The city of Los Angeles currently has no laws banning people from living in their RVs in residential neighborhoods. The ordinance banning the practice expired in January 2020.
Since then, some neighborhoods have been overrun with campers.
"Where are we supposed to park in the neighborhood?" one man, who lives near Rose and Main Street, can be seen saying on a video sent to NBC4. RVs are parked bumper to bumper along the street.
Residents complain that not only do the campers take parking spaces from residents -- some also block sidewalks with belongings, while others dump their toilets directly onto the street.
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"I see a lot of garbage, and it stinks," said Venice resident Sara Baton. "It smells really bad."
"We need a place for them," said John Scott, another Venice resident. "And I don't think it's here."
Homeless advocates say not being able to afford rent isn't a crime, and in a city with sky-high housing costs, RV camping is better -- and safer -- than sleeping on the street.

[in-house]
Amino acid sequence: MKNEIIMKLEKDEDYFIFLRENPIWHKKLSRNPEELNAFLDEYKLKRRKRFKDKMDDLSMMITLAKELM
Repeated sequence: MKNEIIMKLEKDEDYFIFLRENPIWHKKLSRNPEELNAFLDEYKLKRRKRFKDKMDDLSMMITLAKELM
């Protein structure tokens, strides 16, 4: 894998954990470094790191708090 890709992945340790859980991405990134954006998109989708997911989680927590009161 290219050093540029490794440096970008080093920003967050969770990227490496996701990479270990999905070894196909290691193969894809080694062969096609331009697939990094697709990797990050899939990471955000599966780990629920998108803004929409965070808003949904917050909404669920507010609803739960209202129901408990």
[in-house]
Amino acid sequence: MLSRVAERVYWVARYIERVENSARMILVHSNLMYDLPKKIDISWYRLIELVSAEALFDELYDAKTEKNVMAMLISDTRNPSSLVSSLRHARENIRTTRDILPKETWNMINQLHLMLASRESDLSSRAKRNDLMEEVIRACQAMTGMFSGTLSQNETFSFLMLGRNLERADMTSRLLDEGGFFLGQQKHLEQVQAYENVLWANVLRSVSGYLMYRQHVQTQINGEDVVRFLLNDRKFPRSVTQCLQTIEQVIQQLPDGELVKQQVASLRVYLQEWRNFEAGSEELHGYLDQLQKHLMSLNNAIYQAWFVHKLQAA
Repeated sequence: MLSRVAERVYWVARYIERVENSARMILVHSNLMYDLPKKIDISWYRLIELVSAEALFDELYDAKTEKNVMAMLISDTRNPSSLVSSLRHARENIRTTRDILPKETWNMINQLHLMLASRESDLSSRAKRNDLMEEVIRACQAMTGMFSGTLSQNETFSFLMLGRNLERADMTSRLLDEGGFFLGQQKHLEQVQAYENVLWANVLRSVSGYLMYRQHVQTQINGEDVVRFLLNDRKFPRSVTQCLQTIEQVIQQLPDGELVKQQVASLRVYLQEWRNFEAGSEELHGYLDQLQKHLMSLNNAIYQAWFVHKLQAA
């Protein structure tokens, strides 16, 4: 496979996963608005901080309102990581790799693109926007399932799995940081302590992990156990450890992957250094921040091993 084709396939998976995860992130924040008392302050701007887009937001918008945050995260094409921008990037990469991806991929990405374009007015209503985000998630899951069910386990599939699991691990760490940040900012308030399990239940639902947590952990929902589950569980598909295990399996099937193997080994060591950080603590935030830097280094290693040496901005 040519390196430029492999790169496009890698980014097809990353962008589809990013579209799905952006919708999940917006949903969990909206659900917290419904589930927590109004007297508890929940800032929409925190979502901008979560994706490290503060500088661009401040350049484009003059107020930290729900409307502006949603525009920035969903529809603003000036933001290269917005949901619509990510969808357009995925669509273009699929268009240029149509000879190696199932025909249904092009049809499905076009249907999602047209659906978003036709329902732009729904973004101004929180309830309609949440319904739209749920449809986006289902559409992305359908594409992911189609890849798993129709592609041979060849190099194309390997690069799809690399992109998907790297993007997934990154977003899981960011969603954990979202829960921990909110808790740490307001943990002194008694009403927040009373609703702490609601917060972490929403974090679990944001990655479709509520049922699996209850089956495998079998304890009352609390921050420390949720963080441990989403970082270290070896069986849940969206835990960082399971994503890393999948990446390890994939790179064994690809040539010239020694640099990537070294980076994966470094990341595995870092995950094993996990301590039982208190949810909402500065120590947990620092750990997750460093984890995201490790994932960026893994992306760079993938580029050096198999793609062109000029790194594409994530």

"When I lost my job, we had to figure out another place to live," said Charles O'Neal. He moved into a converted bus, because he can't afford rent while his wife goes to college.
"A lot of these people here are hardworking people," he said.
When the ordinance banning RV camping expired in January of last year, the city didn't renew it, in part due to the coronavirus pandemic.
Even though signs banning overnight parking are still posted in some locations, there are currently no restrictions being enforced anywhere in the city.
LA City Councilman Joe Buscaino is trying to revive the ban.
"The City of Los Angeles today is the largest mobile home park in the country," he said. "And we owe it to the housed and the unhoused because today, it's a free-for-all."
He wants to tweak the law, however, so that RV owners could get a free permit to park in industrial areas.
That way, the city could controls how many RVs will be parked in anyone's spot.
The permits would also connect RV dwellers to homeless services.
Buscaino believes the changes to the ordinance would allow the law to hold up to any potential constitutional challenges. Violators could be subject to fines.
"If they don't abide by the rules, then they have to move on," he said.
The proposed ordinance will be considered by the city's homelessness and poverty committee later in November. If approved, it goes on to the full City Council.
But even if the ordinance receives final approval, it will likely be many months before enforcement sets in.